Wow, this new moleskin backs up sketches to an iPad. by @ctrlzee via @FastCoDesign

This Moleskine automatically backs up to the iPad.

How? Well you use a Livescribe pen with it.

As you write, the pen can track your exact position on the paper.

And so your drawings on paper are backed up to your iPad.

You can also tag your images by hitting buttons on the paper.

And pull out bookmarks enable more functions, too! Granted, you can do this stuff with Livescribe's own notebook, but who wants to use that when you can write in a Moleskine?

This New Moleskine Is Like An iPad Made Of Paper

Like to be creative on paper but hate the thought losing your best ideas? Moleskine may have a solution.

Ask companies like Adobe and Fiftythree, and they’ll tell you that tablets are the future of drawing. Give in, and get used to the concept of touching a stylus to your screen. Because as hardware and software get better, you’ll be able to create the sorts of things you can only dream about creating on paper.

Moleskine—the preeminent journal company with no lack of self-interest in keeping paper alive—has presented the vision of another possible future. Its new Livescribe Notebook ($30) appears to be a typical, tactile Moleksine. Except, when you write on it with a $150 Livescribe smartpen (a pen known for turning written, paper notes into typed, digital transcripts), your doodles and brainstorms are not only automatically backed up to an app, they’re also infused with the conveniences of digital-native technologies.

The pen is programmed with the exact lines, margins, and buttons of the Moleskine paper, so it always knows where the pen is hitting the paper, which opens the possibilities for a gee-whiz user experience. If you’d like to tag a sketch to pull up later, you simply tap onto one of three icons printed at the bottom the page—a star, flag, or tag—much like you might tap an icon in your Gmail inbox. If you’d like to record a verbal note alongside your sketch, there are play, pause, and record icons at the bottom of the page, too. Additionally, two pull-out bookmarks offer some logistical features as well, like letting you update your pen’s Wi-Fi settings (complete with password support), pairing your pen, or scrubbing through your recordings.

Now, a Livescribe pen, coupled with a Livescribe journal, can already pull off a lot of these stunts on their own. The cleverness here is that Moleskine and Livescribe are both thinking beyond their own brands, and designed the book and pen to work in tandem.

Moleskine is a powerful brand that does $100 million in sales a year [PDF], which Livescribe can use to extend its reach. At the same time, more than 90% of Moleskine's revenue is from paper products. Livescribe offers Moleskine an opportunity to stay relevant in the digital age.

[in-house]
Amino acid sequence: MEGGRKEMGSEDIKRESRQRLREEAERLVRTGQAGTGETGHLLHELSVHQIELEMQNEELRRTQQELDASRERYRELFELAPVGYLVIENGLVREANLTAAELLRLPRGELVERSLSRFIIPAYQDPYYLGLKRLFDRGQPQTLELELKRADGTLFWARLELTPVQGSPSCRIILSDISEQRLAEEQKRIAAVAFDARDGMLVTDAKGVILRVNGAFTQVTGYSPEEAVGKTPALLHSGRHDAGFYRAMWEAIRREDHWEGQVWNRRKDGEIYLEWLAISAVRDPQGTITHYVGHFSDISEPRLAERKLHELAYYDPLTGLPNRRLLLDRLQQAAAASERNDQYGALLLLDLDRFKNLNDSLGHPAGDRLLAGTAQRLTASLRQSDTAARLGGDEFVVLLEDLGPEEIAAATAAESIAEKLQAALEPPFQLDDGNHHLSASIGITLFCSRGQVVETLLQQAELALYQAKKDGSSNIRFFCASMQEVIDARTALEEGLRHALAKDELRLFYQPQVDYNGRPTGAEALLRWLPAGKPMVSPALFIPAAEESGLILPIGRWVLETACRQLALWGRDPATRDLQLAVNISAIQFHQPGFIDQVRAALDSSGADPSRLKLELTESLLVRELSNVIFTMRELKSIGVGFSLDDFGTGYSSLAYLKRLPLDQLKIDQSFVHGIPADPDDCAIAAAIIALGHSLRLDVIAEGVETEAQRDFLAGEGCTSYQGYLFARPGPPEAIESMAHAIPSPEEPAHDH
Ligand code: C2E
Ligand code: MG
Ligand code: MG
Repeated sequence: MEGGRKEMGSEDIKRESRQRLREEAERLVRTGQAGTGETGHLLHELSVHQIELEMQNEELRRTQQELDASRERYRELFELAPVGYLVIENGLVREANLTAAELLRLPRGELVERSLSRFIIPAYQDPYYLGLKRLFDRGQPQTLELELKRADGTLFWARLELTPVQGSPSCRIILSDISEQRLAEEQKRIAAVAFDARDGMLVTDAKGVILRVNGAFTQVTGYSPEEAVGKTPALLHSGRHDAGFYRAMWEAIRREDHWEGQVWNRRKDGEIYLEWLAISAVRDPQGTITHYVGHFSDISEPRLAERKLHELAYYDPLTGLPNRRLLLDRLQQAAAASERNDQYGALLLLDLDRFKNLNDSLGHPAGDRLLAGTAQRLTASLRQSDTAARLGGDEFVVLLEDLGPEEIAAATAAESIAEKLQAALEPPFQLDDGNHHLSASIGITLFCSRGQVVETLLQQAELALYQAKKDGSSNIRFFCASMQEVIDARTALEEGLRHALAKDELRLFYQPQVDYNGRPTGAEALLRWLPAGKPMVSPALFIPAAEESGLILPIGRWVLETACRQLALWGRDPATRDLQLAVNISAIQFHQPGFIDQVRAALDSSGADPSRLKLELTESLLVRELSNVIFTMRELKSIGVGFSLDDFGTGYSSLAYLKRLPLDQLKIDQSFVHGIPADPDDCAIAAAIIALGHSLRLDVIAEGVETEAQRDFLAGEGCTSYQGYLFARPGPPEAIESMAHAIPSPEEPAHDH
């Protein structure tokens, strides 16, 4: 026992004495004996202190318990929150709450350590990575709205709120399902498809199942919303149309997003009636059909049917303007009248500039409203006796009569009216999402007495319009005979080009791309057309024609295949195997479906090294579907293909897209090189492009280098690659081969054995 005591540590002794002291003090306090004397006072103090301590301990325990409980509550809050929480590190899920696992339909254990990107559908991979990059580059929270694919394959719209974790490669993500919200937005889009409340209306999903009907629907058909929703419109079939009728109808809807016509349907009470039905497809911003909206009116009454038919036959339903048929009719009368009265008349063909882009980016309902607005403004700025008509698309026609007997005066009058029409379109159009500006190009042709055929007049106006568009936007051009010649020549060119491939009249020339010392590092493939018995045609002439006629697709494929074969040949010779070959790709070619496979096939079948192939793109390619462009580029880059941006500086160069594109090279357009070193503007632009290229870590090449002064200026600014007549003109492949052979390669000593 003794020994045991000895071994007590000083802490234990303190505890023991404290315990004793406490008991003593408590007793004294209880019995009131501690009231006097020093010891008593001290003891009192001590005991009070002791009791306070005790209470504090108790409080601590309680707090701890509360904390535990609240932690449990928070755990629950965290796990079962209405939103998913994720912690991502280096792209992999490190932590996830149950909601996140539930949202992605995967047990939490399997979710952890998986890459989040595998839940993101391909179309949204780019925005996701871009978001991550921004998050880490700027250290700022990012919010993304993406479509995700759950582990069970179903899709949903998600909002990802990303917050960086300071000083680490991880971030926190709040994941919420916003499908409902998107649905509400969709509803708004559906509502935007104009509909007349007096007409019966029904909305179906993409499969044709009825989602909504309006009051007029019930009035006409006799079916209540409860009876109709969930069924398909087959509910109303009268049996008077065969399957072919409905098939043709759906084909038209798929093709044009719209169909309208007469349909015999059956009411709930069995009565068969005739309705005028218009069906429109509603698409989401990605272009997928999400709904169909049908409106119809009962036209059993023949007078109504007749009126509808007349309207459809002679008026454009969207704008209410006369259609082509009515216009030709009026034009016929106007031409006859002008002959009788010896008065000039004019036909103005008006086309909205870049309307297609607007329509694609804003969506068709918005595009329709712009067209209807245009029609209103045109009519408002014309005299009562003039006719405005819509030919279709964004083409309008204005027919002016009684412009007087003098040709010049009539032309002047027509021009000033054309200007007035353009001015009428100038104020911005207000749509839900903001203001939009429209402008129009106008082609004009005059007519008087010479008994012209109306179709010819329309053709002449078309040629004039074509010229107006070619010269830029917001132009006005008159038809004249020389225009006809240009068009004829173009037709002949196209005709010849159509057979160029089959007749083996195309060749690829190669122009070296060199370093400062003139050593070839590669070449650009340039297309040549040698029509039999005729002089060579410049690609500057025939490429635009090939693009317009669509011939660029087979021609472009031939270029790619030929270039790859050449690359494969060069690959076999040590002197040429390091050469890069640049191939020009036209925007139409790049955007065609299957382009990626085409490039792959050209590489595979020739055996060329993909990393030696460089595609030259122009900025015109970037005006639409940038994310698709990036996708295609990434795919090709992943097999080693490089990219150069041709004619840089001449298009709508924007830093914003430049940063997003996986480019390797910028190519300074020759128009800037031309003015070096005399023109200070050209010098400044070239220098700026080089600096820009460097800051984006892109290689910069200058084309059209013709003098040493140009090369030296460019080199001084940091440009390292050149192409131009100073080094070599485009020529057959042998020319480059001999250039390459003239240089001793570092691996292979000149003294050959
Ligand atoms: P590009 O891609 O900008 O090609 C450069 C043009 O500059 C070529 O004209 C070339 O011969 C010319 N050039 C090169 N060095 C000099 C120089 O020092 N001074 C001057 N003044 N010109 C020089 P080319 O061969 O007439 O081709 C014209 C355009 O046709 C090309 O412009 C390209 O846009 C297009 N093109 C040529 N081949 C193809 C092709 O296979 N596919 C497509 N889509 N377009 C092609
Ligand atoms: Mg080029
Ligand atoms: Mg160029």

Order the Livescribe Notebook here.

[h/t SlashGear]

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  • Tomas Diaz

    I like it... probably i'll never buy one but looks cool. I use a paper notebook that i wouldn't change for a tablet. I write ideas on paper and use android only for reminders or checklists. This "device" would be a nice mix between traditional and digital workflows. PD: sorry for my bad english =P

  • Adobe has nailed it with the Ink & Slide. search for it with your favorite browser. Don't leave your toes dangling in the analog world, go digital. (I am a biased source as an Adobe employee.)

  • Maria Bjørkgård

    But... why not just write directly on the iPad, instead of wasting paper and money on the actual notebook?

  • There's an audio recording aspect to Livescribe designed for recording lectures & meetings that extremely useful as well.

  • Tommy Hood

    Because it's not a Galaxy Note 10.1

    Other than Wacoms tablet, it's the only way to truly write on a tablet.

  • Tim Hill

    I purchased the Notability iPad app because I can write directly on the screen and record meetings.

  • Susana Choy

    The experience between the two are incomparable. For starters, think about the tools used to write on the iPad vs. paper. They have vastly different tactile sensations.

  • ahersler

    One ought to continue wasting paper on money on the actual notebook because one may still be interested in experiencing the soaring wonder of touching the world with one's own hands.

  • If you're not going to use the audio capture feature of Livescribe (the real hidden gem of the system, especially if you're using it for interviews) I think the Evernote notebooks make a lot more sense. The only hardware they need is a smartphone, and Evernote is already a great note indexing and sharing platform. Plus, the Evernote books are cheaper. I think it's kind of funny that Moleskine is printing both platforms.

  • quikboy

    In my opinion, I know a lot of hardcore and softcore note takers prefer OneNote > Evernote. Much more features, free on many platforms, and easy sharing as well. Handwriting recognition is the best as well.

  • John Michlig

    I've been using Livescribe pens for years - nifty product.

    Here's the problem - it's a BALLPOINT PEN.

    Lovers of ballpoint are few and far between. I can't imagine taking my daily notes with a big, horsey ball point pen.

  • I have to agree...we've had several of these Livescribes and while they are great for a utility, it's not exactly a joy to write with. They've been around for almost a decade and they can't seem to crack the ballpoint limit

  • beyondtheelement

    Or... you could simply just scan in your Moleskine content and save $150 alone :) Regular paper would work fine too!